Rodriguez asked one detective if the victim had “worn skirts and tight clothing” while he followed her. In court, Rodriguez also said of the victim: “She could remember the type of rum they were drinking, but forgot about half the rape until later she said that Santiago Mina put three fingers in her vagina.”
The victim told the court the players had offered her €400,000 to change her story and not implicate them. Goldar’s lawyer Manuel Olle replied that: “It was she who approached them and put some more zeros.” Mina’s counsel Rodriguez also said that “the final objective of all this is to ask for money, there’s no other explanation”.
This was despite medics detailing injuries suffered by the victim on the night and psychologists describing ongoing effects she continues to suffer. The court heard that when the victim’s body was examined on the night of the incident, DNA of both Mina and Goldar was found. Forensics confirmed an injury to her genital area caused by a fingernail. She also had injuries on her wrist and ankle compatible with being held down. Tests showed that the relations with Goldar had been consensual and he was subsequently found not guilty.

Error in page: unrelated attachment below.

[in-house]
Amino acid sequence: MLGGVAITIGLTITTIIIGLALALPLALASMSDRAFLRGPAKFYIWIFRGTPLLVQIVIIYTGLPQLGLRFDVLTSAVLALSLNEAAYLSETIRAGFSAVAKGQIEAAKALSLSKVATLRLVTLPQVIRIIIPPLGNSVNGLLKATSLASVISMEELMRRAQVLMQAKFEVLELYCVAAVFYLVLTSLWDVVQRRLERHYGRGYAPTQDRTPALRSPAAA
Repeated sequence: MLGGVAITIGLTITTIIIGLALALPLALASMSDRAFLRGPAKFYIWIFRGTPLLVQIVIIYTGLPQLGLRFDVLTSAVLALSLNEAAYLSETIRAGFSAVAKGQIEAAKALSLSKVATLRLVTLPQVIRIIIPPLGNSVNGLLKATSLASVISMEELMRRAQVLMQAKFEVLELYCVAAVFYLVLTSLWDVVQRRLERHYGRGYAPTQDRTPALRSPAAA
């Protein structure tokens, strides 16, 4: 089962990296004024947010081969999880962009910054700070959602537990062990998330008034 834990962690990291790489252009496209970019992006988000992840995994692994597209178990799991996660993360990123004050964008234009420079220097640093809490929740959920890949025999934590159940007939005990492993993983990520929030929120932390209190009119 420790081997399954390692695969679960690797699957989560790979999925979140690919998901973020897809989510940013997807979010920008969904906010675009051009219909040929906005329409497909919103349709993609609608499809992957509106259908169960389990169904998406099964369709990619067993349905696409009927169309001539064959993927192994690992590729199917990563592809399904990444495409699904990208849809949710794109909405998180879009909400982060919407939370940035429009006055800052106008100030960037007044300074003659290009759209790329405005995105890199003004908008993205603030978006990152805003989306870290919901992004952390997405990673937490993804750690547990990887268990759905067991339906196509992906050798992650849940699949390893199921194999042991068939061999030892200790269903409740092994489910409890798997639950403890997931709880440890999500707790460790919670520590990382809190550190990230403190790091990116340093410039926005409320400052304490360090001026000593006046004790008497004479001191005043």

The court also heard from three psychologists that the victim had suffered post-traumatic stress. Medics and psychologists who attended to the victim, as well as Guardia Civil officers, all backed up her story.
Many back in Vigo were following the events closely, but it made no difference to Mina’s position at Celta. He was named in the Celta squad for that weekend’s home game against Real Madrid despite having spent most of the week attending court in Almeria over 1,000km (700 miles) away.
“We’re all innocent until the courts say otherwise,” Celta coach Coudet said at a press conference. “He is an important player, so he’s in the squad.”